Data protection: NHS Trust fined £180,000 for HIV data leak in breach of medical confidence case
Chelsea and Westminster Hospital NHS Foundation Trust has been fined £180,000 by the Information Commissioner’s Office (ICO) as a result of a serious data breach by the 56 Dean Street sexual health clinic in which hundreds of patients' HIV status were inadvertently disclosed in an emailed newsletter.
A number of patients signed up to receive the Clinic's 'Option E' newsletter, which contained information on HIV treatment and support. When one of these newsletters was distributed in September 2015 the clinic revealed the email addresses of all 781 recipients of the email to all other recipients by mistakenly not using the ‘bcc’ email address option as was its normal practice. It is believed that 730 of the 781 group email addresses contained the full names of service users.
The ICO found that the Trust had: (i) failed to use an account that could send a separate e-mail to each service user, and (ii) failed to provide staff with specific training on the importance of double checking that email addresses were entered into the ‘bcc’ field.
As a result of the breach the recipients of the e-mail could infer the HIV status of many of the other recipients. This clearly amounted to confidential and sensitive personal data. The ICO therefore found that there had been a “serious contravention of section 4(4) of the Data Protection Act by the data controller” under section 55A(1)(a) of the DPA.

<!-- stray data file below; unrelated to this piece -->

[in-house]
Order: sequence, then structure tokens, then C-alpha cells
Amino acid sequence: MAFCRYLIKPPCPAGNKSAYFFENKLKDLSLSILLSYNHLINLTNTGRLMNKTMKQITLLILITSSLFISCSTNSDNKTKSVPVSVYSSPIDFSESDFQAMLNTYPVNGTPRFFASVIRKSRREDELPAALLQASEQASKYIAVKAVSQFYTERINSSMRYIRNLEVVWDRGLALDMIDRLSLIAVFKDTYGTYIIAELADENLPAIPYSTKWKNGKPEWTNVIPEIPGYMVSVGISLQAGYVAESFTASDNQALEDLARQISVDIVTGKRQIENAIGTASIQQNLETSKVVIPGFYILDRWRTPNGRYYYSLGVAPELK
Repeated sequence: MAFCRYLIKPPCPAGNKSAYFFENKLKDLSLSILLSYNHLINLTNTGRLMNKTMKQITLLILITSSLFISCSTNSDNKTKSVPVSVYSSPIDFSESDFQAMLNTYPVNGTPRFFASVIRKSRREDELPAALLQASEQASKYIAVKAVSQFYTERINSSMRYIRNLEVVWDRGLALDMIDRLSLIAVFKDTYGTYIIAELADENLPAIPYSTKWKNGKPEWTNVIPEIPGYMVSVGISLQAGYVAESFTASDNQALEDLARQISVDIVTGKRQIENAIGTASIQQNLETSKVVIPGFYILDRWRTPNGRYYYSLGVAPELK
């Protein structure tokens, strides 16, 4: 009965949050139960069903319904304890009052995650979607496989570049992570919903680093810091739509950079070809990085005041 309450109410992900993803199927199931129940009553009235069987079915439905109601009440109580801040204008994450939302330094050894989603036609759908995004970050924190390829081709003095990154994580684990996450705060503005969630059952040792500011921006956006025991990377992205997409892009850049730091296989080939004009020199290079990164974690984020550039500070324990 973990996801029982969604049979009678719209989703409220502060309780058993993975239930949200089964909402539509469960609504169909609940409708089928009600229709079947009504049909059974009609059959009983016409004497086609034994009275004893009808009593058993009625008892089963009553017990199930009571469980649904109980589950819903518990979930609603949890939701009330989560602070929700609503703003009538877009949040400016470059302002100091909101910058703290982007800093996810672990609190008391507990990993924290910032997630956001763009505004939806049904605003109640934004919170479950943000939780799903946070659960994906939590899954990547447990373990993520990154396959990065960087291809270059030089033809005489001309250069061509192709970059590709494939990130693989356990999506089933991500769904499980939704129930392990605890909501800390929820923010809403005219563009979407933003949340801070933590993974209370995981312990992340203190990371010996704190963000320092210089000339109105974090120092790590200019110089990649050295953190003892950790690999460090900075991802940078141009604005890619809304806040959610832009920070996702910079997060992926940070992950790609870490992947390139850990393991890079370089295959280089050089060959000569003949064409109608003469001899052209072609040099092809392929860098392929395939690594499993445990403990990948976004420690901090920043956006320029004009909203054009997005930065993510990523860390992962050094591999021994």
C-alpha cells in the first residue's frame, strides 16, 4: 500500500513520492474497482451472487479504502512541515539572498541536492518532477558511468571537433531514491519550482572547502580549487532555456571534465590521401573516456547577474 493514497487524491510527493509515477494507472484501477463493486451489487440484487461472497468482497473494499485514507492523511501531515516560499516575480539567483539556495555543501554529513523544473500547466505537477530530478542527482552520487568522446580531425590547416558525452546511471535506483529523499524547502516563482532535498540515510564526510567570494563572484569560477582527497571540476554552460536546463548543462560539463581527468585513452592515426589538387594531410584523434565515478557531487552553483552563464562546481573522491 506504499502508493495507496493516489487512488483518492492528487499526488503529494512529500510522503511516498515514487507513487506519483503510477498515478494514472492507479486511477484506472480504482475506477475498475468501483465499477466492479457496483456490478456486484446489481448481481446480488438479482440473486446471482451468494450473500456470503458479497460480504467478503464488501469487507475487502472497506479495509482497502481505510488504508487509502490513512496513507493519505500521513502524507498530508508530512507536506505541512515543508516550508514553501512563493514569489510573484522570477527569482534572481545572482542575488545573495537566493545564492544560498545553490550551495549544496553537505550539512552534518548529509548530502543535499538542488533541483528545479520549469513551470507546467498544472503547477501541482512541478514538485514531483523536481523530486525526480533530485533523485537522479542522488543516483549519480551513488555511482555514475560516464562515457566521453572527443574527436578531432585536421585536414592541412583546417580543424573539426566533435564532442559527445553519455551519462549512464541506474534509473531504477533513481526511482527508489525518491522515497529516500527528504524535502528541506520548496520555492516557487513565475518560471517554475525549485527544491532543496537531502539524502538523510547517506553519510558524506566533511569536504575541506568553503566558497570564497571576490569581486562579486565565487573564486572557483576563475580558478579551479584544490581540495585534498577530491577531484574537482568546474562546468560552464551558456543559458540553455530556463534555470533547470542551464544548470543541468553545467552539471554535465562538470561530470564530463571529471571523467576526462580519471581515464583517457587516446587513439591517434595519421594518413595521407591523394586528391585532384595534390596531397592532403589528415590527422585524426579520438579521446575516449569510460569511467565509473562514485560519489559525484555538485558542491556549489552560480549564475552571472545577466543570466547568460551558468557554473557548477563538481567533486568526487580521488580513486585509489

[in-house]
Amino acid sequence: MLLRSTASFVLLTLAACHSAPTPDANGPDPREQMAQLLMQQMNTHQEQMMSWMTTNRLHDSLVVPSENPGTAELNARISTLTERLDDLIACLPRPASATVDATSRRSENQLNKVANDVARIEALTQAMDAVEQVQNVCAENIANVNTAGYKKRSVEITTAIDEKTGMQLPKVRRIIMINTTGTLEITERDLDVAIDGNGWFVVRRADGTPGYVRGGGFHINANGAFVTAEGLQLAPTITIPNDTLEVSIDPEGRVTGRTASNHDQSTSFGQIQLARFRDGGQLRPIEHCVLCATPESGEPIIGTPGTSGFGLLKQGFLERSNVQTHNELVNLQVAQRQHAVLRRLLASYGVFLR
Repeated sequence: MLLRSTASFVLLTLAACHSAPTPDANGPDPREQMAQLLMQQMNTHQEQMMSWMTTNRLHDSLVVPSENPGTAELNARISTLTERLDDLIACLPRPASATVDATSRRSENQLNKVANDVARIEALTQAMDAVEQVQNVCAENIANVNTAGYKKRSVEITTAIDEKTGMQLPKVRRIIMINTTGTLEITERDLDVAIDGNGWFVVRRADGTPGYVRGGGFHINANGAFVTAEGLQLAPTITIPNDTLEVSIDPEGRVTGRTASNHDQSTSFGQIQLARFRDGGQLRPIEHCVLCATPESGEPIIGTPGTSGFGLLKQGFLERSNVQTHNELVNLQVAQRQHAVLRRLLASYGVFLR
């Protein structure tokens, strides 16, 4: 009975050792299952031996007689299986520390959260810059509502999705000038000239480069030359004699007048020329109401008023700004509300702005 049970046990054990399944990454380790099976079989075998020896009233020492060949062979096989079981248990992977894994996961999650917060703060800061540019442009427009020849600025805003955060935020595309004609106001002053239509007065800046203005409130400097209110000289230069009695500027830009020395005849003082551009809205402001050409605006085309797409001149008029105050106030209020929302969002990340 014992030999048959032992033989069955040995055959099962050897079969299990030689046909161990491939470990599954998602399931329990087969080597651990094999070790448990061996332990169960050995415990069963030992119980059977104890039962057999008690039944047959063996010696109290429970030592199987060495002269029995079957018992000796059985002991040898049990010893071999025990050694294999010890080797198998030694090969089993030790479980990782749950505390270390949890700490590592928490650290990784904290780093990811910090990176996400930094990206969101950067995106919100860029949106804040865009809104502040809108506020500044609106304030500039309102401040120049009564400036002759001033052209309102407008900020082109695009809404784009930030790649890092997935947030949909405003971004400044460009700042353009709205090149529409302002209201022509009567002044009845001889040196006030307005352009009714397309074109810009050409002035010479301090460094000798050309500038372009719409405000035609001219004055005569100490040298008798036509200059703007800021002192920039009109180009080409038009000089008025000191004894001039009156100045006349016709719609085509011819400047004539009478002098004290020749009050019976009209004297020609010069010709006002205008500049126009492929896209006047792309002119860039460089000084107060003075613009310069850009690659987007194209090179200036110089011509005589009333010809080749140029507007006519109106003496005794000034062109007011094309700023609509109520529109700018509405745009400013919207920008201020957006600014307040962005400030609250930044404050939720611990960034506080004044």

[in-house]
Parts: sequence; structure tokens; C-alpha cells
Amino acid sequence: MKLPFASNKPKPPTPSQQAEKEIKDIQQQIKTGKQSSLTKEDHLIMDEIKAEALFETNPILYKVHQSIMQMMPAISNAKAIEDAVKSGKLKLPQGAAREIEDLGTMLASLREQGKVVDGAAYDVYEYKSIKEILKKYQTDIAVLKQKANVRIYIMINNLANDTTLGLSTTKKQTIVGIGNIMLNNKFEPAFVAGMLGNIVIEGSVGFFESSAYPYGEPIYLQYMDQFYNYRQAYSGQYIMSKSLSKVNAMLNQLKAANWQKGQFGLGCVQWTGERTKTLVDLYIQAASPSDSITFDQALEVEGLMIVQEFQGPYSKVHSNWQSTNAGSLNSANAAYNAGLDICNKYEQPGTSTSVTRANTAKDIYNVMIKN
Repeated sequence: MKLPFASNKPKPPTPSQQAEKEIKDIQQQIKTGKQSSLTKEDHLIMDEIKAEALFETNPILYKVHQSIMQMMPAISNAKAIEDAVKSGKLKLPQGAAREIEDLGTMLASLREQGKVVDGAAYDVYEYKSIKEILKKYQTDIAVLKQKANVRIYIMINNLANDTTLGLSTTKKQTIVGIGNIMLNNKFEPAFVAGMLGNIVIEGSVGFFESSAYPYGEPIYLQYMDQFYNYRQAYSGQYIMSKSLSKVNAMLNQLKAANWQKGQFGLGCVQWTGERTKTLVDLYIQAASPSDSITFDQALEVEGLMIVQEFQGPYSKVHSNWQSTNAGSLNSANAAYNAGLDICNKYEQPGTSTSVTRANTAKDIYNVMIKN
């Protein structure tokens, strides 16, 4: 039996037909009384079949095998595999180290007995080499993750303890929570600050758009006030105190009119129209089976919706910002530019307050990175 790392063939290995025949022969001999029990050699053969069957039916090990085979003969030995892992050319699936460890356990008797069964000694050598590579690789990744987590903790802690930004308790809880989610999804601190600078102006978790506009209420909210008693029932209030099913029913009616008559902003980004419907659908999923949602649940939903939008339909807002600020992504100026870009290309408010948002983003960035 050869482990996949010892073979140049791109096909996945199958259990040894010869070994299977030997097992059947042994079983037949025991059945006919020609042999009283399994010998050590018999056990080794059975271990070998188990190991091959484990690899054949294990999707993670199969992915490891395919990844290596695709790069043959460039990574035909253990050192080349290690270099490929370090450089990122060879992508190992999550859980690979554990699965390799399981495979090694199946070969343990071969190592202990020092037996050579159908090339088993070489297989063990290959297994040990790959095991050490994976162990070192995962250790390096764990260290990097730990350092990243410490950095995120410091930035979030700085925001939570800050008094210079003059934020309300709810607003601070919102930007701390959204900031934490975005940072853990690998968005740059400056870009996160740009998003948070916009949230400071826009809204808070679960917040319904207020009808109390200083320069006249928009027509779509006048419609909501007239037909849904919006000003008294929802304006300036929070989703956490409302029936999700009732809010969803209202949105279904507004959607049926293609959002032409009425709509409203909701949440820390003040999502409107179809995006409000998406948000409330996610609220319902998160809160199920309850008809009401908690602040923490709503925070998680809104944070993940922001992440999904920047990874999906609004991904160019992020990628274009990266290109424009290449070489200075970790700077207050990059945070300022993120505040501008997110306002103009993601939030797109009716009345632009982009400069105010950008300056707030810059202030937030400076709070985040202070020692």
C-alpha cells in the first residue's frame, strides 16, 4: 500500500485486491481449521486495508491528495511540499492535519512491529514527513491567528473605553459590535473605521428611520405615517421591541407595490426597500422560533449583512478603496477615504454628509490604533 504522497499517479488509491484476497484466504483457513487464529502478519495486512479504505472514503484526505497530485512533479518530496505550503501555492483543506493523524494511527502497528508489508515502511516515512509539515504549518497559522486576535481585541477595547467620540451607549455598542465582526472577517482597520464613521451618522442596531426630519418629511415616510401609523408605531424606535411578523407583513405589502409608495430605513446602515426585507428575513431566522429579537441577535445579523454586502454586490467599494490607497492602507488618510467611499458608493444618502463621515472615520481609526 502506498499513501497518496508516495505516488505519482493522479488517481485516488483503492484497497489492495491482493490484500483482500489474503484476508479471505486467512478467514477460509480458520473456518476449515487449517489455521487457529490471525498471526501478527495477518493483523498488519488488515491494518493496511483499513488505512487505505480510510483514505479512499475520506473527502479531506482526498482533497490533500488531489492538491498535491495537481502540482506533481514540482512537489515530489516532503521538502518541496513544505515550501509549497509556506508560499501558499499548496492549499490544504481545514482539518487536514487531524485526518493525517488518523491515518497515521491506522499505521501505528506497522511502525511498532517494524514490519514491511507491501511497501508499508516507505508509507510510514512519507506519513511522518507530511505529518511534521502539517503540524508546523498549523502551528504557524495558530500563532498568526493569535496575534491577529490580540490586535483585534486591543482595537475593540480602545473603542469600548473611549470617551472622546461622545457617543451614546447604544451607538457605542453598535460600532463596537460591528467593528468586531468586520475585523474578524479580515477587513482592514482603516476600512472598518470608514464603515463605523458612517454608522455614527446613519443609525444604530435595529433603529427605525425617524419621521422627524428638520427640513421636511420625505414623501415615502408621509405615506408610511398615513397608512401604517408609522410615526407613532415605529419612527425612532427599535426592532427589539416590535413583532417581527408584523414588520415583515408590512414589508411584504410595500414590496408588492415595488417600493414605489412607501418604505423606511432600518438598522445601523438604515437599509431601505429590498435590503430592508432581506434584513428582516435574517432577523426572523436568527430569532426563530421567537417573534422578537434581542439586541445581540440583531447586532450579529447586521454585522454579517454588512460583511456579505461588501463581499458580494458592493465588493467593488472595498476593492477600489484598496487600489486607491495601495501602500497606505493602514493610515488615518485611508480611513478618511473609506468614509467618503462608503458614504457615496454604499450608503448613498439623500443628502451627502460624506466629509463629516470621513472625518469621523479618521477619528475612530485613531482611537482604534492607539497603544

The ICO found that this would cause distress to the service users who knew that their names had been disclosed to other recipients who could infer their HIV status, particularly when the Trust serves a small geographic area, meaning it is more likely that affected individuals knew each other.
The Trust was fined because the data protection breach was of a kind likely to cause substantial distress and the Trust knew or ought to have envisaged the risks and did not take reasonable steps to prevent the breach taking place.
The fine was particularly substantial because of a previous incident which had occurred at the Trust in March 2010 when a member of staff in the pharmacy department had sent a questionnaire to 17 patients in relation to their access to HIV treatment, and mistakenly entered the e-mail addresses into the ‘to’ field rather than the ‘bcc’ field.
In relation to the September 2015 incident, a total of 15 individuals complained to the Trust, and nine individuals complained to the ICO.
The Trust’s fine will be reduced by 20% to £144,000 if it pays by 2 June 2016.
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